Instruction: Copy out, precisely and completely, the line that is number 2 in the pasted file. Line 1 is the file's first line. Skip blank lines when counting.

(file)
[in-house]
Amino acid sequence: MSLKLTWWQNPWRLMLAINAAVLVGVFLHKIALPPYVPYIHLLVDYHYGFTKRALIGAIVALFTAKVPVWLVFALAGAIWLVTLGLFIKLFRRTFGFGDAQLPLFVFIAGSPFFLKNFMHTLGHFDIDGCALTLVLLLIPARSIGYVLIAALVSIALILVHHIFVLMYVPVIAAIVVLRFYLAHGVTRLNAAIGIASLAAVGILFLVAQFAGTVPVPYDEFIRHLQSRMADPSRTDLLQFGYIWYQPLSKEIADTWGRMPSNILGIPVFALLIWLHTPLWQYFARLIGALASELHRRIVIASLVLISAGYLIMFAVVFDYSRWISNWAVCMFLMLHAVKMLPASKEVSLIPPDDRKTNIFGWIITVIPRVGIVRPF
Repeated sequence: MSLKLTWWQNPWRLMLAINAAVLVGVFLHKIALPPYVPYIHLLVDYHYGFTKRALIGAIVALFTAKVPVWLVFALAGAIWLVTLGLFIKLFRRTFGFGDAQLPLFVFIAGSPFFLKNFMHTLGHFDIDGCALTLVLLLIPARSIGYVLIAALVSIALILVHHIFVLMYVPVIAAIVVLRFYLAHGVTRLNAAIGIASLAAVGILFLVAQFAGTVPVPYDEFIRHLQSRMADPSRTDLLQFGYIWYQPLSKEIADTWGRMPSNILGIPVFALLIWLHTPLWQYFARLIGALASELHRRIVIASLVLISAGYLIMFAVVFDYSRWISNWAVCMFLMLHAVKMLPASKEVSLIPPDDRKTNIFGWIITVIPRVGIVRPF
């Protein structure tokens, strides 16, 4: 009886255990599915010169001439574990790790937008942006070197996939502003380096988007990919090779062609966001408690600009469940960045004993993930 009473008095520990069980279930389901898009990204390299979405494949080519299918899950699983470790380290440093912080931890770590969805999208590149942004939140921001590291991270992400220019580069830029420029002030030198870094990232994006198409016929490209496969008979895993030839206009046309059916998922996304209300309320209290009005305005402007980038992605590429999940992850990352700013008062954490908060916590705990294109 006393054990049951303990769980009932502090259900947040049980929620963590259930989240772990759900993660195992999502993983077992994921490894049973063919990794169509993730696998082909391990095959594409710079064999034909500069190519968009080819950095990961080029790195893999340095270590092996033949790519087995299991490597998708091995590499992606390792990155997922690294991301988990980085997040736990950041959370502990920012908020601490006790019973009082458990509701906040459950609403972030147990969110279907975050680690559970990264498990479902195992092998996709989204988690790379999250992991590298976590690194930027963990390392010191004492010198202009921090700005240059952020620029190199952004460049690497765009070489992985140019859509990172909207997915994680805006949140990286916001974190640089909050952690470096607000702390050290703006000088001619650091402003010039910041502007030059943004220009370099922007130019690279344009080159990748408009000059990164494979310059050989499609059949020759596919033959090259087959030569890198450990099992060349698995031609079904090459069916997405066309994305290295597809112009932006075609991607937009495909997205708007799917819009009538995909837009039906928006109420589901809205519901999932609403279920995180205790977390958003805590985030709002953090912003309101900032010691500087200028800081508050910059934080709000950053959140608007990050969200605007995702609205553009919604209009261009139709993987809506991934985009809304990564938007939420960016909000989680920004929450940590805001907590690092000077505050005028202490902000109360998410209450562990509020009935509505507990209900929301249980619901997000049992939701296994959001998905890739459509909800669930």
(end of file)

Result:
Amino acid sequence: MSLKLTWWQNPWRLMLAINAAVLVGVFLHKIALPPYVPYIHLLVDYHYGFTKRALIGAIVALFTAKVPVWLVFALAGAIWLVTLGLFIKLFRRTFGFGDAQLPLFVFIAGSPFFLKNFMHTLGHFDIDGCALTLVLLLIPARSIGYVLIAALVSIALILVHHIFVLMYVPVIAAIVVLRFYLAHGVTRLNAAIGIASLAAVGILFLVAQFAGTVPVPYDEFIRHLQSRMADPSRTDLLQFGYIWYQPLSKEIADTWGRMPSNILGIPVFALLIWLHTPLWQYFARLIGALASELHRRIVIASLVLISAGYLIMFAVVFDYSRWISNWAVCMFLMLHAVKMLPASKEVSLIPPDDRKTNIFGWIITVIPRVGIVRPF